Monday, 30 November 2009

Malham Tarn Environment Research Seminar November 2009

I have just had a great weekend.

I used to work at Malham Tarn Field Centre in the limestone area of the Yorkshire Dales  and I still live seven miles away from it. On alternate years they have a Seminar in November for people who have done research there or are interested in research.

On Saturday there were about 15 talks on topics: about caving and cave conservation; about diatoms in the tarn and sediments in the tarn; about dolines (pre-glacial solution hollows), the biggest ones being highest up. On "The Yellow Sedge" a plant which only grows in three places in England, including at  Malham Tarn; about management of the Malham Tarn Estate; about the native white crayfish and efforts to conserve it as the American Signal Crayfish and the Crayfish Plague (brought in with the signal crayfish) have resulted in its disappeaing from most of our streams; about a national Banded Snail Survey that the Field Centre does with the sixth formers that go for courses there - and then the students can repeat the same project at home.

A talk was given about some records made in the 1350s of costs and receipts running a monastic sheep farm near Malham. He showed aerial photos of the monastic a sheep(milking) house on Malham Moor and
showed it was part of a bigger complex.  The records had been copied by hand in Latin in in the 1540s.  It showed the importance of records.

A lecturer from Bradford showed the results of pollen analysis made in a peat section on the bog next to the Tarn which tells us about the past 8000 years or so.

A fresh water ecologist showed me the graphs of how species increase and decrease in cycles in the Tarn of about 10 years.
   He was concerned that records that had been made for a long period in the past about water nutrient content were no longer being made. We need long runs of data to monitor changes. For example there is more nitrogen chemicals in the water now due to pollution from the air

A lady from the National Trust chaired it very well, keeping people to time.

We had good food, including beef that (they thought) came from Darnbrook, a local farm.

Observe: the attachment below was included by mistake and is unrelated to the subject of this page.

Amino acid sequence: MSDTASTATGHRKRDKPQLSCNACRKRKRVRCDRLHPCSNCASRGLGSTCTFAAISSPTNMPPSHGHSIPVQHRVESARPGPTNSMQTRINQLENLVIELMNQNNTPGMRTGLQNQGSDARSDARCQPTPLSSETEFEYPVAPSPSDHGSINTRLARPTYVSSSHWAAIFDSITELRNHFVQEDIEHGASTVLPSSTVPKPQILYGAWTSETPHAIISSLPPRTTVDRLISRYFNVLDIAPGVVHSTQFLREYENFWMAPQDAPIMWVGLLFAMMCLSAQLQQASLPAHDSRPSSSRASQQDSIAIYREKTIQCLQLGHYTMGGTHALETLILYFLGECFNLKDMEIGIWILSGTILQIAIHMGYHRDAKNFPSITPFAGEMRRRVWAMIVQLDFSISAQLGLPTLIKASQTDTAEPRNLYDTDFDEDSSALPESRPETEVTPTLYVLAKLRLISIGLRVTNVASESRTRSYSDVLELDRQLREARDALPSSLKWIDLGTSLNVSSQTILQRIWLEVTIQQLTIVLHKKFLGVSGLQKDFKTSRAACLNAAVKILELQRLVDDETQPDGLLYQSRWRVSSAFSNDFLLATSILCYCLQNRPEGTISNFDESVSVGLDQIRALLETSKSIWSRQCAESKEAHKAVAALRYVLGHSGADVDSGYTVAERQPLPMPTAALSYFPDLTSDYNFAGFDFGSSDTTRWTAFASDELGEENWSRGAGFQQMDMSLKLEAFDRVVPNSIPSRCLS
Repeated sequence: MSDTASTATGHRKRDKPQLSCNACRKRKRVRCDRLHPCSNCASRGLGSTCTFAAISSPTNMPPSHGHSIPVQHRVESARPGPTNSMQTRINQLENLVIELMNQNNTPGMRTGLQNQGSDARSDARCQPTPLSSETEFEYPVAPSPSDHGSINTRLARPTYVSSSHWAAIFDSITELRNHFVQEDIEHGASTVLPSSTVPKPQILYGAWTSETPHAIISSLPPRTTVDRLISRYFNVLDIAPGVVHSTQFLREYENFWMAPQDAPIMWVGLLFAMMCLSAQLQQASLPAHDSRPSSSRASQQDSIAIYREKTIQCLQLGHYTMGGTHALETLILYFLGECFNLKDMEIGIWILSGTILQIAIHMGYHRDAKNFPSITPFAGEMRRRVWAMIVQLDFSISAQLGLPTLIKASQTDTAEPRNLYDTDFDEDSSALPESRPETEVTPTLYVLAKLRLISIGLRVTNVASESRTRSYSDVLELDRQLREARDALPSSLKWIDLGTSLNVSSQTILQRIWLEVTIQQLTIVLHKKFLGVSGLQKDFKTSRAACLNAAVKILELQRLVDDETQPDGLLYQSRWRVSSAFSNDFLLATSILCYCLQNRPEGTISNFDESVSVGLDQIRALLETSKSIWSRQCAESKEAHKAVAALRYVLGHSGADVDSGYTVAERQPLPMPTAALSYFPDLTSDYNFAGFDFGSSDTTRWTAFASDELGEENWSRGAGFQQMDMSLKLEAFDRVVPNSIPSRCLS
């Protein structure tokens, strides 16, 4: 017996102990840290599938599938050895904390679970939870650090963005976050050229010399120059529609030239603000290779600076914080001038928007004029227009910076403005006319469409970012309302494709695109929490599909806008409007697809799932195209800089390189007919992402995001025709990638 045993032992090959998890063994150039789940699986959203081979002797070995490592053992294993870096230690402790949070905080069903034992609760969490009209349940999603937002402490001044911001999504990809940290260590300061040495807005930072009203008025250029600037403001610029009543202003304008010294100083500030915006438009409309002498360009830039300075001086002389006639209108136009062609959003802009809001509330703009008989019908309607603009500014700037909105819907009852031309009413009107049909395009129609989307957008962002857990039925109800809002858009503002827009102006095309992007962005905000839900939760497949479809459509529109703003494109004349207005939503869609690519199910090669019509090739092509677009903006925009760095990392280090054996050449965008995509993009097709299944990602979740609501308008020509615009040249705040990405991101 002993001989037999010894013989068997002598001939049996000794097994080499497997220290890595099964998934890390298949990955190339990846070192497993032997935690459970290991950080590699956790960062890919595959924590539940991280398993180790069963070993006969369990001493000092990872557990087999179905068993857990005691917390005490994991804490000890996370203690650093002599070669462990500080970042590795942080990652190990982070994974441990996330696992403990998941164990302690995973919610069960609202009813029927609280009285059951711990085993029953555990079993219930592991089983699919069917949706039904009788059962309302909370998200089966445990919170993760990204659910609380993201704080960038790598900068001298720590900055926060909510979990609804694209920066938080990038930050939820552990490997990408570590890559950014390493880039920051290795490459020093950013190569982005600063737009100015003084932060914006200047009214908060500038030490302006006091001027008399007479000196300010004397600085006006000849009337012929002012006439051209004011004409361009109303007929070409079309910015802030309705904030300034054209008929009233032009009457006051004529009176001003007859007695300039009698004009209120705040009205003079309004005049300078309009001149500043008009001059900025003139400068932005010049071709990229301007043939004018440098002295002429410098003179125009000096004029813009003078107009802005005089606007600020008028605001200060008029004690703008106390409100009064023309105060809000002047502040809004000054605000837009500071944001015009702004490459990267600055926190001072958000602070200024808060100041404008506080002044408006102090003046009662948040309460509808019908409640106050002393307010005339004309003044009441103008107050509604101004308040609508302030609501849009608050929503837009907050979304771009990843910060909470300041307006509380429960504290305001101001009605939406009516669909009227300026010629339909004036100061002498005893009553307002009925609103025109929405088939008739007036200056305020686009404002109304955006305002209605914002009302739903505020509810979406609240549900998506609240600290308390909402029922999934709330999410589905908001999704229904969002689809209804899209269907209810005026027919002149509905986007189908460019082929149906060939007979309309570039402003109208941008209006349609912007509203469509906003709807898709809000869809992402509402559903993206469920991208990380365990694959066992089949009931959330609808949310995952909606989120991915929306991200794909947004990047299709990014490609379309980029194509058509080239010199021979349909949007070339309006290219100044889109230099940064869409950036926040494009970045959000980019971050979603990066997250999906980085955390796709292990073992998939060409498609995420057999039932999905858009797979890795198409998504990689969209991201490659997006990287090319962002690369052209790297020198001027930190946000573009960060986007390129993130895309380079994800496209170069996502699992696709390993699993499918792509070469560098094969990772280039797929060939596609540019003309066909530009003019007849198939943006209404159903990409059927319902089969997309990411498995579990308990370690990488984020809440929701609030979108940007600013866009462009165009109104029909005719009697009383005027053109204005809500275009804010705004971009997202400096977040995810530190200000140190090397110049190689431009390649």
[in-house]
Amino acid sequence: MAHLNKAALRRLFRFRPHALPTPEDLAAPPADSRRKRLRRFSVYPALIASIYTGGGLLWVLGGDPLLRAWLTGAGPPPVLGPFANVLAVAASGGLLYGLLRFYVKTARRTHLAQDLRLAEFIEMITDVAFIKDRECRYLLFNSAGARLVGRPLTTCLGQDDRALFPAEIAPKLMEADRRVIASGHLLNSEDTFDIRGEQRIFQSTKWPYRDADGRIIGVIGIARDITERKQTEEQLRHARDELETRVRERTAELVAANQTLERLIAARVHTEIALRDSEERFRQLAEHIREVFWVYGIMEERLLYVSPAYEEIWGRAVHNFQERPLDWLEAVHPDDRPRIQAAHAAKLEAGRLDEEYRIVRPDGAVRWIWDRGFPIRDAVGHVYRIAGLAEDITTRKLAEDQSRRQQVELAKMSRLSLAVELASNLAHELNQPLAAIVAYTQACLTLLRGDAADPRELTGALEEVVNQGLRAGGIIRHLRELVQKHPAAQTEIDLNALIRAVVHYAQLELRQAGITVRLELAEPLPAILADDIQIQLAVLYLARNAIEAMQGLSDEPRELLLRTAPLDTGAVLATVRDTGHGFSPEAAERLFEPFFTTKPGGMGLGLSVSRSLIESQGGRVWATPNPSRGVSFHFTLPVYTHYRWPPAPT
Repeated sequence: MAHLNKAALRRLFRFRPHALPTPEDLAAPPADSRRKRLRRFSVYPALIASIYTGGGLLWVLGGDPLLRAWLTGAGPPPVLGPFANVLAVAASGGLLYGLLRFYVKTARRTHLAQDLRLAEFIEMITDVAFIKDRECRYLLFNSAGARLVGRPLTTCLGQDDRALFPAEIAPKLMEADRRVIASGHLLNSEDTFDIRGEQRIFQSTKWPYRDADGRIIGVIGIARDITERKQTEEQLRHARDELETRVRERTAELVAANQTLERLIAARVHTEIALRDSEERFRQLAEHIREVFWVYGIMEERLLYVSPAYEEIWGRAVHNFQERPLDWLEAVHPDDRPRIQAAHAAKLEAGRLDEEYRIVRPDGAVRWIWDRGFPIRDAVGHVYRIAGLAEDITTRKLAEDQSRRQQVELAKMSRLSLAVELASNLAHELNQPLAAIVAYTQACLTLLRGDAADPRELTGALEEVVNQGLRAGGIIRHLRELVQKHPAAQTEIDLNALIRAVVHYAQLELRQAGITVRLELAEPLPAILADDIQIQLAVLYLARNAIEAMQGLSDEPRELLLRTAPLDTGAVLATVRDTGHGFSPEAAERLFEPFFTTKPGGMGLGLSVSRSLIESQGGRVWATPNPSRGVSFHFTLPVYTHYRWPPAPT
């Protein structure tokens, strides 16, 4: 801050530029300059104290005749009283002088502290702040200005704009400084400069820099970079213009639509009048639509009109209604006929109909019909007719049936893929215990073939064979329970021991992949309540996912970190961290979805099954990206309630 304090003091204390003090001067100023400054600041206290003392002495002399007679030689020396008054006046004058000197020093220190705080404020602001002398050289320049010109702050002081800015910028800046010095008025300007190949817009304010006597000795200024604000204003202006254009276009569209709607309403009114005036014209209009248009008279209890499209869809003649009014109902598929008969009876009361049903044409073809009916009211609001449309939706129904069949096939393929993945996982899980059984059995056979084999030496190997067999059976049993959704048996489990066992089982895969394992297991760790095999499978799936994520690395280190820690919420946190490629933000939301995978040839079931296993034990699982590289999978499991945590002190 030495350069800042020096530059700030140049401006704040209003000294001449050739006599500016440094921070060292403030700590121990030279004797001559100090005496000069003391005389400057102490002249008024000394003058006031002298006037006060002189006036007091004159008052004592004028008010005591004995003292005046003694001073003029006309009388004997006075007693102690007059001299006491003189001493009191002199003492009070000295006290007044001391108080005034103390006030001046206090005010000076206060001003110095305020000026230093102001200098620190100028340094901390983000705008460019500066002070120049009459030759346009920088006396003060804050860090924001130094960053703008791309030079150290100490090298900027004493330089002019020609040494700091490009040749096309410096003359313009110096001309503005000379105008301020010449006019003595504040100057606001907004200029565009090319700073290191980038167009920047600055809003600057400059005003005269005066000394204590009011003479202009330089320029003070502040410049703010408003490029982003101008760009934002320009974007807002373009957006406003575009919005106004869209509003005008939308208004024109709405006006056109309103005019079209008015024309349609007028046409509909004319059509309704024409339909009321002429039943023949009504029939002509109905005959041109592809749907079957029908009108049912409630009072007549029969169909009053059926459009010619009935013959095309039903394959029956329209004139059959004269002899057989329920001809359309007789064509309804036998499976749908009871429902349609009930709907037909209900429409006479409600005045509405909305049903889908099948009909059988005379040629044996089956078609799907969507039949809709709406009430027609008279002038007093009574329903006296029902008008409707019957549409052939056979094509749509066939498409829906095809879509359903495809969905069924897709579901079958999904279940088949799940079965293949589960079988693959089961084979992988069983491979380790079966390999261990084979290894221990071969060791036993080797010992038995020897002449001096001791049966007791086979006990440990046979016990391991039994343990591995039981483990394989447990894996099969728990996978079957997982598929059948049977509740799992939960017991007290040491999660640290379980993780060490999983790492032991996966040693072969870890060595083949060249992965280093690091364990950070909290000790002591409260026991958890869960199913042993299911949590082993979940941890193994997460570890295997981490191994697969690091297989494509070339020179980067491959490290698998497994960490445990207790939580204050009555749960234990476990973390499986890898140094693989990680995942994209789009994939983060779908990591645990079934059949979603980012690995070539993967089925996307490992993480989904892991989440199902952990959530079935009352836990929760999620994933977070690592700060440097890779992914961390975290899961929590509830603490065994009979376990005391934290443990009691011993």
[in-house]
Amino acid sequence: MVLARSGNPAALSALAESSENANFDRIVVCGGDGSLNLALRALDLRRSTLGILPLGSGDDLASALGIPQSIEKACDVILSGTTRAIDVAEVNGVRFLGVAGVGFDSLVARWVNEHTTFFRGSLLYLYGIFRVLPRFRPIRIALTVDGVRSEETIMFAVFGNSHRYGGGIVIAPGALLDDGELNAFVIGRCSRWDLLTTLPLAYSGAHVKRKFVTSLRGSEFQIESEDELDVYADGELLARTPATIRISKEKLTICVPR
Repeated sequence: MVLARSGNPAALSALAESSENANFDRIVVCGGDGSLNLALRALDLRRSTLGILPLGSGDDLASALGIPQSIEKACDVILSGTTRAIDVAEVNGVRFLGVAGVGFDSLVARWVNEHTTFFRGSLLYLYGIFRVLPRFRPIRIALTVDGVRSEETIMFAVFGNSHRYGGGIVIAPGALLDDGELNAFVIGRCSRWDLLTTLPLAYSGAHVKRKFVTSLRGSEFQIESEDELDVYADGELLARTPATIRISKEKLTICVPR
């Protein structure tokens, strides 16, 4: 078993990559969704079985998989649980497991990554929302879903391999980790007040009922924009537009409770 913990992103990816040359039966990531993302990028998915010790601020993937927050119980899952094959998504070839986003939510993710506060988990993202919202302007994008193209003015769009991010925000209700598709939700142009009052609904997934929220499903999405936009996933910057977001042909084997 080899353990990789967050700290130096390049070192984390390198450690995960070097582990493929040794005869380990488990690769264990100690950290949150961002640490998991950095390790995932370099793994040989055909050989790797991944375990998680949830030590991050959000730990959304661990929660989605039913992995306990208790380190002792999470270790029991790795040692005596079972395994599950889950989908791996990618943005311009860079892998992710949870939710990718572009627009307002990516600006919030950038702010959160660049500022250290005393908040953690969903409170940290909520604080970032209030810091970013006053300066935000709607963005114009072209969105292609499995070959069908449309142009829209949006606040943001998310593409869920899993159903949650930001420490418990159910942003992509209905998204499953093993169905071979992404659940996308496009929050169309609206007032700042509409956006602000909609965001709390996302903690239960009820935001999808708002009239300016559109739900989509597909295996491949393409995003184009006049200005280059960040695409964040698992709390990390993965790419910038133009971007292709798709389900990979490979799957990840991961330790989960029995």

On Sunday, those people that had stayed on had planned to go for short walks the morning. It was foul wet rainy weather with some sleet. One group went to see "The Yellow Sedge". One group went to Ha Mire to look for certain features of a bog area.

I wanted to do the OPAL lichen survey at Malham Tarn and the two tutors there were keen to try it out. So we downloaded and laminated the lichen picture key/chart (lamination valuable in the wet weather we were having).
People have used lichens for over 40 years for looking at sulphur dioxide air pollution - The big bearded lichens only grow where there is pure air, and in very polluted areas you only get a green alga called Diplomacies (used to be Pleura). However sulphur dioxide pollution is much lower now since we closed many of the coal fired power stations, used methods of taking the SO2 out,  nd exported our heavy industry to China and other countries, and closed down the textile industries which kept The Lancashire and Yorkshire Cotton Mill towns going 20 miles to the Se and SW So some of the sensitive lichens are coming back.

However this lichen survey looks at air pollution due to nitrogen oxides and possibly ammonia due to car exhausts and farm fertilizers. Some lichens will only grow where there is a very low concentration of these chemicals, other species will grow where there is a high concentration.

Anyway we went out, well wrapped up against the cold and wet and came back in and by the time we had entered our results in the national survey online we felt proud of ourselves.

In the afternoon I went for a walk (eventually by myself) following the Tarn Outflow Stream to see how far it was flowing beyond the normal sink hole. It was flowing about 1/4 mile to the next major sink hole, but not as far as the "dry waterfall" at Watlowes valley.. which was still dry in spite of the continuous heavy rain.

Do have a look at the OPAL website - It is very easy to do the Sycamore Tar Spot survey (now on leaves on the ground). The lichen survey is a little more detailed but very interesting and worth while trying.

Sunday, 22 November 2009

Settle Hydro - almost ready

On the morning of Wednesday 18th, we had solid rain and I looked at the river Ribble outside my house which was as high as I had seen it all year. I looked on the internet but (then) no BBC news of floods. I was surprised the river was so high. (It was the next day in Cumbria that the floods really took off!)

Later that day when the water had gone down (or a day near then, I think,) I stopped at the Settle Hydro and asked how long it would be till it was finished and had the floods damaged everything.

No the floods had not damaged anything - but it had been really useful to test the system under flood conditions!!. The screw had been tested that day working for the first time and they were going to do more tests. Much of the work left just involved tidying up and landscaping the surface .. So it might be ready mid December!!

Well, Here is to the 1st of January.